Don't forget to visit my website! Jackie Coleman - Author

Monday, September 30, 2013

Princess Consuela Bananahammock

Funny story, too ... the author portal on the Kobo website is not as easy to navigate as other book outlets. After I uploaded the required files, filled in many screens of information on the books and myself, it told me it would be 24-72 hours before the books were available on their website. No problem!

The next day I checked and didn't see any of the files I had uploaded. So, I uploaded them both again, only to realize I had to click someplace else to see them ... why I have no idea, because it's the only time I had to click someplace else to see them!

So, I tried to delete the duplicate entries. It wouldn't let me. So, I removed the cover image from one and put a picture of my son wearing a pair of moccasins he (me!) made when he was in 6th grade, and on the other I uploaded a  picture of my daughter (from her neck to her knees) modeling an apron she had made. I removed the content, descriptions, categories, etc, but it makes you fill in the author's name. I certainly didn't want my name associated with such stupidity, so I put the author down as Princess Consuela Bananahammock (if you're not a fan of Friends, that won't be funny!), and I gave them both a price of $500 (to make sure that someone wouldn't accidentally buy a book with only a cover!). I emailed their tech support what I had done (it's the only way to contact them), and asked them to remove them.

After 24 hours, I checked their website ... nope. After 48 hours, I checked again ... nothing. After 72 hours, I checked yet again ... nada!

I emailed them again, and before I knew it, Boomerang was available ... but not A Summer in Ocracoke. Okay, I'm nothing if not patient.

After 24 hours, I checked their website ... A Summer in Ocracoke was still not available.  After 48 hours, I checked again ... nothing. After 72 hours, I checked yet again ... nada!  And, they still hadn't deleted the "books" by Princess Consuela Bananahammock!

So ... I emailed them again asking to either pull the trigger on A Summer in Ocracoke or inform me if there was a problem ... and to PLEASE delete the two "books" by Princess Consuela Bananahammock!

I checked this evening, and A Summer in Ocracoke is now available on Kobo! Hallelujah!  BUT, so was a "book" by Princess Consuela Bananahammock!! I'm not quite sure what they thought they were selling ... I removed the content, so I can only assume they were selling a picture of an apron my daughter made ... for the low, low price of $500!!

I quickly de-listed the book, so sadly, you can no longer buy a picture of an apron my daughter made that Princess Consuela Bananahammock was selling on Kobo ... but both Boomerang and A Summer in Ocracoke are available!

Saturday, September 21, 2013

Enter to Win a FREE COPY of A Summer in Ocracoke is giving away four copies of A Summer in Ocracoke. The contest is from September 20th through October 20th.

For those unfamiliar with Goodreads, it's a website community for people who love to read. You can rate books, recommend good books to your friends, find out what everyone is reading, discover great books you might otherwise never know of, etc., and enter to win a free copy of a multitude of books from all genres. It's free to join and free to enter as many book giveaways as you want!

Thursday, September 12, 2013

My Heart

In my heart, I am a writer. It's all I've ever wanted to be, and it's who I am deep down inside. I would continue to write books even if no one ever read them. There were at least a few people anxiously awaiting my second book and it made me smile every time they inquired as to when it would be done.

When I'm not wearing my writer's hat, I'm a Network Specialist for a large school corporation. It can be chaotic and frustrating at times, but I seem to have a knack for computers, so it's fulfilling (most days!). No one goes into the technology field expecting things to work ... and if they do, they're in for a rude awakening! Very rarely are updates flawless, and many times "upgrades" cause more problems than their deployment was intended to fix. But, I work with some pretty good people who will pitch in and help anyone who sends out an SOS.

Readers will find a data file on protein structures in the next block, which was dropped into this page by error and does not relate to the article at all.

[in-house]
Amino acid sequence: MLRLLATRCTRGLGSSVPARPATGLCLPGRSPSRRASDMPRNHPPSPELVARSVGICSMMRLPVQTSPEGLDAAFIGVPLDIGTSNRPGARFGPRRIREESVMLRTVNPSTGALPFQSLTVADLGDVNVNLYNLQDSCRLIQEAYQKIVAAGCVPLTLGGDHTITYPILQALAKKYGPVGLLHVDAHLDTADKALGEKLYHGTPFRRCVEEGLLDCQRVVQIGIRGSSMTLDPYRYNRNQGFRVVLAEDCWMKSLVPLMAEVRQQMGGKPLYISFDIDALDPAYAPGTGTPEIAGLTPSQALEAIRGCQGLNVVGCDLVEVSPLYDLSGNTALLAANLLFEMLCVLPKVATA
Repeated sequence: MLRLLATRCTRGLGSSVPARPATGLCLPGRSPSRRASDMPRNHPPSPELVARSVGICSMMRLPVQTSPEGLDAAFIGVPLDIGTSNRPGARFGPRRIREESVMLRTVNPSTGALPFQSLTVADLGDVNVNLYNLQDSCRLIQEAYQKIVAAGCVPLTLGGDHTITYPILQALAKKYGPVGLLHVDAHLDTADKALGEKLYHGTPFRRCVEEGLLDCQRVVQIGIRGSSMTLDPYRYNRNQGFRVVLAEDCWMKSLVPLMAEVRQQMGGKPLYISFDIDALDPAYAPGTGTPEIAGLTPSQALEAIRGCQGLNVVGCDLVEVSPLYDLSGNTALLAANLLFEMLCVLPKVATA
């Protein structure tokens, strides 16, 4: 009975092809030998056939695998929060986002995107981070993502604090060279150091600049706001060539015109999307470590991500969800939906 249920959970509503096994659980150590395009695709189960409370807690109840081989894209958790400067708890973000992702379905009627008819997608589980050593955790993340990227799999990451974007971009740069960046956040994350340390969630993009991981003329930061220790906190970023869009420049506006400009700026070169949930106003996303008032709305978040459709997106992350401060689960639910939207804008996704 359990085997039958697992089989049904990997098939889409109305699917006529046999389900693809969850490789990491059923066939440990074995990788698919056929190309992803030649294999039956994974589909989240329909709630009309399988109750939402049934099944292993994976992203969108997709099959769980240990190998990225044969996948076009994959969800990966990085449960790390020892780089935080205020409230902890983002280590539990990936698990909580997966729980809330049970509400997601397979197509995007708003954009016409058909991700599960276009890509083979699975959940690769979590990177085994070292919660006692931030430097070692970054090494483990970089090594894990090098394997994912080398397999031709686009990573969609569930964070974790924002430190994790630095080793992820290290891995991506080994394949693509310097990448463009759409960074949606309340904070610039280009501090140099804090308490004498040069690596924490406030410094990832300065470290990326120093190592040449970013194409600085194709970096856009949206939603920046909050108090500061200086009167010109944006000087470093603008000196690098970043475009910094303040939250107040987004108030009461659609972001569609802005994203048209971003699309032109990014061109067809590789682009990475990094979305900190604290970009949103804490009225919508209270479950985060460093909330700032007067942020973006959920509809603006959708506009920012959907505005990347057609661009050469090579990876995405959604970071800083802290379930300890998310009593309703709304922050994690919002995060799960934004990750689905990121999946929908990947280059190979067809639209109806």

I have been helping out at one of the high schools for a while now, and I've come to know the teachers, staff, and students very well. I wasn't hired to be a school tech, and they need me back "downtown", so I'll be saying farewell to my school family tomorrow ... and I'm really going to miss them.

A few of the students are spoiled, disrespectful, and smart-aleks, but most are kind and polite, and I enjoy them. I like watching them laugh and cut up with each other. I like walking into a classroom and seeing them paying attention and working hard. When I watch the kids walk down the halls or come into my office with a problem, I'm aware that despite whatever mask they have on, their life at home could be a living hell. Statistically speaking, a certain percentage of those kids have been or are being molested. Some are beaten. Some are abused emotionally. Some are neglected. Some are taking care of siblings and drug-addicted or drunken parents ... and some really have no one to count on.

When they come to see me, I try to be as nice as possible. I treat the kids like I want people to treat my children. There is one young man who is one of those people who could sell ice to an Eskimo! He's always happy and smiling and gregarious. He's such a neat kid, and I know that his charisma and intellect combined will take him wherever he wants to go. I picture him ten years from now with a pretty wife and a couple of adorable kids that are just as charming and silly as their father.

There is another student that has worked her way into my heart. She's a good student and all of the teachers love her. A young lady who is as sweet as she is pretty. I don't know all the situations she's had to deal with, but what few I do know of break my heart. Even so, she's always smiling, always sweet, always studious and obedient. Last year her family situation deteriorated to the point that she was put in foster care. Her father lives out of state, and I expected she would go live with him after school ended last May. All summer long I wished I had taken a few minutes to pull her aside and tell her what an amazing young woman she is, and that she has the drive and intelligence and determination to become whatever she wants to be. She's stronger than a lot of adults, and that her childhood does not determine who she is ... she does. And most of all, that I'm proud of her spirit, and to keep working towards the life she wants, because she's got what it takes to succeed. Children don't pick their parents, and it's never a child's fault when their parents make bad choices. A child can't make a parent misbehave any more than they can make them behave properly. I don't know if she's harboring any guilt about her parents choices or not, but she likely is. Kids always blame themselves for their parents failures.